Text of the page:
I am a researcher at the
MIT Kavli Institute, working on the
Transiting Exoplanet Survey Satellite (TESS). I am especially interested in time domain astronomy and potential uses of TESS for extragalactic astrophysics.
I earned my PhD in Astronomy from the Ohio State University.
My thesis work was focused on the continuum emission in Active Galactic Nuclei.
I am working with the TESS mission to discover small exoplanets around nearby bright stars. I will also use TESS to study extragalactic transient phenomena, such as supernovae, tidal disruption events, and exceptional AGN activity.
I use the "reverberation mapping" technique to explore the interior structures of active galactic nuclei (AGN).
AGN are too distant to be resolved with direct imaging. Instead, I search for variable flux signals and their corresponding "light echoes"—the echoes encode information about the AGN interior. The videos below discuss this in more detail.
The AGN phenomenon is interpreted as actively growing (accreting) super-massive black holes. My dissertation research was devoted to understanding the black hole's environment, in particular, the accretion flow and surrounding "broad line region."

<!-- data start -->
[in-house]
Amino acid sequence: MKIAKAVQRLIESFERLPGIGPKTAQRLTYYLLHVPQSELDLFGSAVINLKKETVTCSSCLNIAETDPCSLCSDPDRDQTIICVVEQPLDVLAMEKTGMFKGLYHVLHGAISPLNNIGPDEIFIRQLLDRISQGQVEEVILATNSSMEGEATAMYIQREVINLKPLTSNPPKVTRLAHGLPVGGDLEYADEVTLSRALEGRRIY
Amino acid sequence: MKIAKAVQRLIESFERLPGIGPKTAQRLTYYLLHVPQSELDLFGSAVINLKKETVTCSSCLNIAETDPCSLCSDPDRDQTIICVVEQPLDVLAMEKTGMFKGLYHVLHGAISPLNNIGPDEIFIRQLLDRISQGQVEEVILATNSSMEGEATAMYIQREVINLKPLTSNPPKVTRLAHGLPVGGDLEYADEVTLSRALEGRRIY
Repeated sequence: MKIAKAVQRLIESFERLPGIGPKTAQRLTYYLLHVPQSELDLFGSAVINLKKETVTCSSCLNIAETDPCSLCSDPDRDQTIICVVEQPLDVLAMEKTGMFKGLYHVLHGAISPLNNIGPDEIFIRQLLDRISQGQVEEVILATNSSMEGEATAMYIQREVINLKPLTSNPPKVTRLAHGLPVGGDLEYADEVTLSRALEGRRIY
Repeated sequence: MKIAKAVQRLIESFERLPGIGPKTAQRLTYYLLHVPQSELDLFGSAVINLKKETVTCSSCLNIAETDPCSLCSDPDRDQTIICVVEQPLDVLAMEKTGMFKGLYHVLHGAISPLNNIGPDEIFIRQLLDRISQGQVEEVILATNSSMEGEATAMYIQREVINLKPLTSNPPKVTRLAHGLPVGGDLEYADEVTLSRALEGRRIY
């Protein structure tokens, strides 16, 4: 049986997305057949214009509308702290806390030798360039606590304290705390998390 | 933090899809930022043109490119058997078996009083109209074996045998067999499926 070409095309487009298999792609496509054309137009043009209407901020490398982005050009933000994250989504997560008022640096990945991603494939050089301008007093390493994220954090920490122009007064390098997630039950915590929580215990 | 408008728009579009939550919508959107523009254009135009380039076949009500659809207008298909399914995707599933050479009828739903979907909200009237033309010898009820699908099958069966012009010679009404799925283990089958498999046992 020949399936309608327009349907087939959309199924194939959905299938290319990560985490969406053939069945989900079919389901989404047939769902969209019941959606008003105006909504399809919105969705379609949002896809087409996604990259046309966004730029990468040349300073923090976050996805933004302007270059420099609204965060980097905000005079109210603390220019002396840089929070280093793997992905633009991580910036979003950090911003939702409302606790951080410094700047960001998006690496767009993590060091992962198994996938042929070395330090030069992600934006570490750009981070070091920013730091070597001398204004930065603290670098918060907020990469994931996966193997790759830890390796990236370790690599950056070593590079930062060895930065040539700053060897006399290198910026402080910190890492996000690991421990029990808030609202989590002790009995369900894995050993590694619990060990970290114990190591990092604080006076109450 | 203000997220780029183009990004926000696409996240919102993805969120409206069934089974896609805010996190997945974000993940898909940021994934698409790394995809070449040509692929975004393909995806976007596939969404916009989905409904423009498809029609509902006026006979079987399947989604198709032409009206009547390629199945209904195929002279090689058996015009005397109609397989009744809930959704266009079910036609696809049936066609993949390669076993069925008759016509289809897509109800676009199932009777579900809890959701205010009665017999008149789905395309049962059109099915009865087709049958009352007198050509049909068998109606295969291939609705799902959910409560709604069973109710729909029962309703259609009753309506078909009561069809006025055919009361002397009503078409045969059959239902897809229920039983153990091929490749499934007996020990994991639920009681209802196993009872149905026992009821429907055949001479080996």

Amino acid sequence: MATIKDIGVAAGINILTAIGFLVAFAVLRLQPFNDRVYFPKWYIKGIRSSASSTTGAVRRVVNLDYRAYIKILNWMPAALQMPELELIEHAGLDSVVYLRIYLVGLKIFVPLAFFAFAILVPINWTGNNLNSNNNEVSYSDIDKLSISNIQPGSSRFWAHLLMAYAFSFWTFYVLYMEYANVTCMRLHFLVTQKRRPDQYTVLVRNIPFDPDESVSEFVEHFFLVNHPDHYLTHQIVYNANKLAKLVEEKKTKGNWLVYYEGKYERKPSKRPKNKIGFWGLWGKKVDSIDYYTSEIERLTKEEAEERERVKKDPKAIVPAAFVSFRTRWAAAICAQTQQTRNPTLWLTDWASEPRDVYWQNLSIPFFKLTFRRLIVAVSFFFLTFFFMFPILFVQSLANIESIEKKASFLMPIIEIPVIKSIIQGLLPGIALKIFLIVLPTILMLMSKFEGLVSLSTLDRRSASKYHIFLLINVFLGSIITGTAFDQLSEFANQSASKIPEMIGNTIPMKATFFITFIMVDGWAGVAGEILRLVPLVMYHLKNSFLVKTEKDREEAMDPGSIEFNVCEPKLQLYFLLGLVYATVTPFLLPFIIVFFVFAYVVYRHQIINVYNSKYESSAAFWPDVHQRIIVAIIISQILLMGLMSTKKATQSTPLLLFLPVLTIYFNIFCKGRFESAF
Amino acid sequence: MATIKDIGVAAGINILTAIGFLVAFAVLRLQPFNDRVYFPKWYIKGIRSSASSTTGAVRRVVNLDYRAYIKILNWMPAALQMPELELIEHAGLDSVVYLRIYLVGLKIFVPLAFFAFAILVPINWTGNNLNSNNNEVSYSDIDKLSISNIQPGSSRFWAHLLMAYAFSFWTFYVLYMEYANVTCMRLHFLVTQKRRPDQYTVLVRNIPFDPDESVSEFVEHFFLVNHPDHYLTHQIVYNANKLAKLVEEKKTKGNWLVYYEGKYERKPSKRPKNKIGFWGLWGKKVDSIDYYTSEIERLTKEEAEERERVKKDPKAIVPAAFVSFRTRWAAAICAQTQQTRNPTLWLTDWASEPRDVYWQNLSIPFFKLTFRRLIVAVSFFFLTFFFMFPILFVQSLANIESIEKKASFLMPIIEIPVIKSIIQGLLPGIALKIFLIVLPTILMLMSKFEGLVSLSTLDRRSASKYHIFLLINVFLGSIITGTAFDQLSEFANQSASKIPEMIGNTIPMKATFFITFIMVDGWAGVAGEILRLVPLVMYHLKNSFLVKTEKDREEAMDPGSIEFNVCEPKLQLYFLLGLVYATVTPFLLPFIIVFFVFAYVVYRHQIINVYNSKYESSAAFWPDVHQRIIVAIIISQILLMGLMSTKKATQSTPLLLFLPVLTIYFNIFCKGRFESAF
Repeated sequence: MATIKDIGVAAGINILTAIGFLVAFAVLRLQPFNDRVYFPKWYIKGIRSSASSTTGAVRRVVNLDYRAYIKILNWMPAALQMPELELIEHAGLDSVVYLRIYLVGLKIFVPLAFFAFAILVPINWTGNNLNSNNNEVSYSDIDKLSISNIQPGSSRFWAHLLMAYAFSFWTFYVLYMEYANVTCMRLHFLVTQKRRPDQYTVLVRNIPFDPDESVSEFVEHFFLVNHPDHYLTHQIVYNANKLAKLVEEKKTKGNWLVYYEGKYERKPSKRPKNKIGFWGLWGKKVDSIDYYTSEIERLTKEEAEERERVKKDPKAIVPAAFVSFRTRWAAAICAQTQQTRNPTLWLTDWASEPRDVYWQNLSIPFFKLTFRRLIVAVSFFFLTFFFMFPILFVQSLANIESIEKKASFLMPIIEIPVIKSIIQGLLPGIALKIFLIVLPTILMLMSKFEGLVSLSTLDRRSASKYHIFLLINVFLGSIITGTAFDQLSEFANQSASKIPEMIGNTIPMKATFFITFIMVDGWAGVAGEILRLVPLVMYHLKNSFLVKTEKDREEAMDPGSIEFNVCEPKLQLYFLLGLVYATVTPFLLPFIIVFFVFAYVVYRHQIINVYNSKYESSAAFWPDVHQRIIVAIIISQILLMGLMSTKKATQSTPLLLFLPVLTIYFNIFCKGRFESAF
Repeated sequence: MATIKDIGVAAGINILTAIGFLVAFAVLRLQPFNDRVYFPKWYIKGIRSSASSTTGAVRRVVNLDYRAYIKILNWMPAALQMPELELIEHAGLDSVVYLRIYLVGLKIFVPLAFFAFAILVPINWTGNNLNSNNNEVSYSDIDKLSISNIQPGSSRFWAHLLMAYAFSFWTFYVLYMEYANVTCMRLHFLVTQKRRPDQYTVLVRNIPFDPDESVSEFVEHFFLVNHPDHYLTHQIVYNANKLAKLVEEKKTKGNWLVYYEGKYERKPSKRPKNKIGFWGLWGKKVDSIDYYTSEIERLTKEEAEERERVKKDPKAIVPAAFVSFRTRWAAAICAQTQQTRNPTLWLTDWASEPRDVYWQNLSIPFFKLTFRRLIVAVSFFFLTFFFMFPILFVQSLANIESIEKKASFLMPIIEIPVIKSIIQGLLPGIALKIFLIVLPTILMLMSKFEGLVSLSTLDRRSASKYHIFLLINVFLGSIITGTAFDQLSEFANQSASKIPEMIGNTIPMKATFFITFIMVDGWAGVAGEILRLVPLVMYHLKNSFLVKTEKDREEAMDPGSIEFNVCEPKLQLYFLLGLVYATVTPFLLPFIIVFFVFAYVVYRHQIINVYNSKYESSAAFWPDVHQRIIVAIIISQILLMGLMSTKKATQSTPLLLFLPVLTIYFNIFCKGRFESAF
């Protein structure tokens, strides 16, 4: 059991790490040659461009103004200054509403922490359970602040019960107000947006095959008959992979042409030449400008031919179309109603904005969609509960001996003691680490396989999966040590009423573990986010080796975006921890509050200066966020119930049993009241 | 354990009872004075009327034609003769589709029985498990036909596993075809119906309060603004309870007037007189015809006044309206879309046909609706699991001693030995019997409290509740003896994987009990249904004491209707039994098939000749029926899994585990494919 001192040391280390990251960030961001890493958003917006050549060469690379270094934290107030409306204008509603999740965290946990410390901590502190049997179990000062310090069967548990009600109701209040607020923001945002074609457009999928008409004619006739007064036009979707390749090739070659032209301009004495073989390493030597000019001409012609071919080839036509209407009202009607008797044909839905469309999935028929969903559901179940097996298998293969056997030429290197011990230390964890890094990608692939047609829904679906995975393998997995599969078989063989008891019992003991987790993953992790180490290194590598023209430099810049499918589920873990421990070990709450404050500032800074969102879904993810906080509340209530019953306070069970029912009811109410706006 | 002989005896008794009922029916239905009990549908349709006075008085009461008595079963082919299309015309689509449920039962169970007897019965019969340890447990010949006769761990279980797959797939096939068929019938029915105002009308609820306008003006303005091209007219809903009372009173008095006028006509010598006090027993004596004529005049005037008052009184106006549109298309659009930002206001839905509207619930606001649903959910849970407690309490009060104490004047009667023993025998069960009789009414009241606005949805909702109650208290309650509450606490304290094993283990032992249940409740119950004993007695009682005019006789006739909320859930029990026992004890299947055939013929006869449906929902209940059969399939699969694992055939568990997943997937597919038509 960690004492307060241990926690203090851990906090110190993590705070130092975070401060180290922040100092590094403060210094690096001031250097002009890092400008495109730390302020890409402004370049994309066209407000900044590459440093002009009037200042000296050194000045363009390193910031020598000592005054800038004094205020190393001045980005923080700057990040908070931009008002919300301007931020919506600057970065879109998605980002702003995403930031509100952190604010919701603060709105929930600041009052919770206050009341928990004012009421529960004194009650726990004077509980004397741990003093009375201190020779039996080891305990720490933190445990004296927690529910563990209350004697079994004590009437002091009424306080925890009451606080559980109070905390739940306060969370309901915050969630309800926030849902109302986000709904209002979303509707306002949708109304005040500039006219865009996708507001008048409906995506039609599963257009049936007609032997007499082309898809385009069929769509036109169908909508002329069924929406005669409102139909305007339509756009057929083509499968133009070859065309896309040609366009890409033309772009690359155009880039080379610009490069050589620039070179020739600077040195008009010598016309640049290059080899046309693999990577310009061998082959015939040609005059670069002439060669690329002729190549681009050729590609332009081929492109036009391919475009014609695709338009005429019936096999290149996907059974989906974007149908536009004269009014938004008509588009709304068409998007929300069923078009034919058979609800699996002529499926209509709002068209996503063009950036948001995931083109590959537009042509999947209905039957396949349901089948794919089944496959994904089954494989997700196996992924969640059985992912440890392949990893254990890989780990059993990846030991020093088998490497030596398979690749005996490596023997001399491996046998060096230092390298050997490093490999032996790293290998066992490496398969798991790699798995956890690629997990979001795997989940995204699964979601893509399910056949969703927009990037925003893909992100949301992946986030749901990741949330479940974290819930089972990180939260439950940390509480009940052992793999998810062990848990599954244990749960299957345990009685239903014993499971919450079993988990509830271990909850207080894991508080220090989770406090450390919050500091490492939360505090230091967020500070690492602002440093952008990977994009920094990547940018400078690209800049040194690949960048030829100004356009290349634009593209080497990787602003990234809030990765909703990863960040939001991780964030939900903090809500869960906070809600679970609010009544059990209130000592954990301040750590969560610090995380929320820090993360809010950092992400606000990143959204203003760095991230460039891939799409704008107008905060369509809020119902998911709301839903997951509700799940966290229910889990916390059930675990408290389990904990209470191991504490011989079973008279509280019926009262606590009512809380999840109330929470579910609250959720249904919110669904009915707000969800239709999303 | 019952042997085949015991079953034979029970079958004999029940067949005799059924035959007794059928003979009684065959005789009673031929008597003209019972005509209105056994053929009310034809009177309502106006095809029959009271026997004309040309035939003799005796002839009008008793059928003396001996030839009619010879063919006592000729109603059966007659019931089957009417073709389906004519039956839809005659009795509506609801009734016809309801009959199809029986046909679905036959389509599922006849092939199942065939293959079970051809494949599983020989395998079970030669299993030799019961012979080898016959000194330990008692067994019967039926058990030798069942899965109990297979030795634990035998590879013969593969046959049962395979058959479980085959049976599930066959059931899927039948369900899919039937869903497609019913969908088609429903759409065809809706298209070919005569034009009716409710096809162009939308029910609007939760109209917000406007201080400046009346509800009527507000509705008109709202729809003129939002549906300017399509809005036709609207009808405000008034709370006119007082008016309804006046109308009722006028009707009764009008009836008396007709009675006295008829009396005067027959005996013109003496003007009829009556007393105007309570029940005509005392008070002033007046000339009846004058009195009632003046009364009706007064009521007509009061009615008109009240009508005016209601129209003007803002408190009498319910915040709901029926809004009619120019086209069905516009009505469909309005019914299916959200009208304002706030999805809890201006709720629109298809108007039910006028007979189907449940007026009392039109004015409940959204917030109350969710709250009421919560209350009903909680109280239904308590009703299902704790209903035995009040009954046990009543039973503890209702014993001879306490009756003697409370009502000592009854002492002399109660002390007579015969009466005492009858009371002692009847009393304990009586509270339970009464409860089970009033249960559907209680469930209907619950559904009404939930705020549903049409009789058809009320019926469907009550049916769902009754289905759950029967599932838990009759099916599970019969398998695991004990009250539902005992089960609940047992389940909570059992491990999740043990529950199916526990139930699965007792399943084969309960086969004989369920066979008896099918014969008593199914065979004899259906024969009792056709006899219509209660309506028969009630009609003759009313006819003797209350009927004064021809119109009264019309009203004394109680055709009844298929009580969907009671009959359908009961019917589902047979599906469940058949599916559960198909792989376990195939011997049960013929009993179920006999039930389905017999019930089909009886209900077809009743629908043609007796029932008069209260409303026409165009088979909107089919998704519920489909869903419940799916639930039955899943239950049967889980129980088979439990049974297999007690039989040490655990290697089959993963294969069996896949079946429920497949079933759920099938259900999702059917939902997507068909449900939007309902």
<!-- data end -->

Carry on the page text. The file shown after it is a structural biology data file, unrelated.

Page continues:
My introduction to time-domain astronomy was a search for new Cepheid stars in NGC 4258, a mega-maser galaxy used to anchor the extra-galactic distance scale.
I am also working on a program to obtain precise Cepheid distances to the nearest AGN, which have distances uncertain by factors of 2 or more.
Reverberation Mapping of Optical Emission Lines in Five Active Galaxies
Fausnaugh et al. 2017
Space Telescope and Optical Reverberation Mapping Project. III. Optical Continuum Emission and Broad-Band Time Delays in
Fausnaugh et al. 2016
The Cepheid Distance to the Maser-Host Galaxy NGC 4258:
Studying Systematics with the
Large Binocular Telescope
Fausnaugh et al. 2015
Astronomy and Astrophysics
Advisor: Prof. Bradley Peterson
Astronomy and Astrophysics
Awarded and funded by St. John's College
History of Math and Science
Honors Thesis: "Simplicity and Certainty: Standards of Truth in Newton's Principia and Beyond"
Santa Fe, NM
I helped write and develop several shows for the OSU planetarium:
Graded exams, designed/hosted review sessions.
Astronomy 2291: Introduction to Astronomy and Planets
(Calculus-based, for astronomy majors)
Astronomy 1161: Introduction to Astronomy and the Solar System
Delivered weekly presentations, hosted public question/answer sessions.
Demonstrated/guided practica and developed/documented procedures in the senior-year laboratory.
Demonstrated/guided practica in the junior-year laboratory.
faus /*at~\ mit /~dot*\ edu
77 Massachusetts Avenue, 37-535
Cambridge, Ma 02139
617 - 324 - 6404